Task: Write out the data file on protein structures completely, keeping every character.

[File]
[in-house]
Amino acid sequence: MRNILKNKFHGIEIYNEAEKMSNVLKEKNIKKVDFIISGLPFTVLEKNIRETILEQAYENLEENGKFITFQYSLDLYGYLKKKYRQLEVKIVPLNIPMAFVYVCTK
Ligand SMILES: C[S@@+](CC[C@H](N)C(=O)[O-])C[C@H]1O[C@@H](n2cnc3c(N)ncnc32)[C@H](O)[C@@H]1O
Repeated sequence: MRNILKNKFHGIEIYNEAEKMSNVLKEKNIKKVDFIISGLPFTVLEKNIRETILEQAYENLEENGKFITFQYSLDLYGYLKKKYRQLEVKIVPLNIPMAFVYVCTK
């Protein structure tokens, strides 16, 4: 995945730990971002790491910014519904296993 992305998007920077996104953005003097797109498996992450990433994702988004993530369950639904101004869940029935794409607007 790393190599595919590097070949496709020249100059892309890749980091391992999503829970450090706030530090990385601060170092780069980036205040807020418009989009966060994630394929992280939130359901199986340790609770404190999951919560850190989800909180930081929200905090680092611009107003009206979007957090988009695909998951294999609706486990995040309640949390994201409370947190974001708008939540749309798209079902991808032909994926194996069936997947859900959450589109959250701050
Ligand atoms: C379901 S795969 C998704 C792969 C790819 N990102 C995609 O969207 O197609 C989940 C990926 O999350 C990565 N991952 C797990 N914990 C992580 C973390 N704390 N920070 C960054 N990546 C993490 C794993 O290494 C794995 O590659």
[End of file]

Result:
[in-house]
Amino acid sequence: MRNILKNKFHGIEIYNEAEKMSNVLKEKNIKKVDFIISGLPFTVLEKNIRETILEQAYENLEENGKFITFQYSLDLYGYLKKKYRQLEVKIVPLNIPMAFVYVCTK
Ligand SMILES: C[S@@+](CC[C@H](N)C(=O)[O-])C[C@H]1O[C@@H](n2cnc3c(N)ncnc32)[C@H](O)[C@@H]1O
Repeated sequence: MRNILKNKFHGIEIYNEAEKMSNVLKEKNIKKVDFIISGLPFTVLEKNIRETILEQAYENLEENGKFITFQYSLDLYGYLKKKYRQLEVKIVPLNIPMAFVYVCTK
């Protein structure tokens, strides 16, 4: 995945730990971002790491910014519904296993 992305998007920077996104953005003097797109498996992450990433994702988004993530369950639904101004869940029935794409607007 790393190599595919590097070949496709020249100059892309890749980091391992999503829970450090706030530090990385601060170092780069980036205040807020418009989009966060994630394929992280939130359901199986340790609770404190999951919560850190989800909180930081929200905090680092611009107003009206979007957090988009695909998951294999609706486990995040309640949390994201409370947190974001708008939540749309798209079902991808032909994926194996069936997947859900959450589109959250701050
Ligand atoms: C379901 S795969 C998704 C792969 C790819 N990102 C995609 O969207 O197609 C989940 C990926 O999350 C990565 N991952 C797990 N914990 C992580 C973390 N704390 N920070 C960054 N990546 C993490 C794993 O290494 C794995 O590659």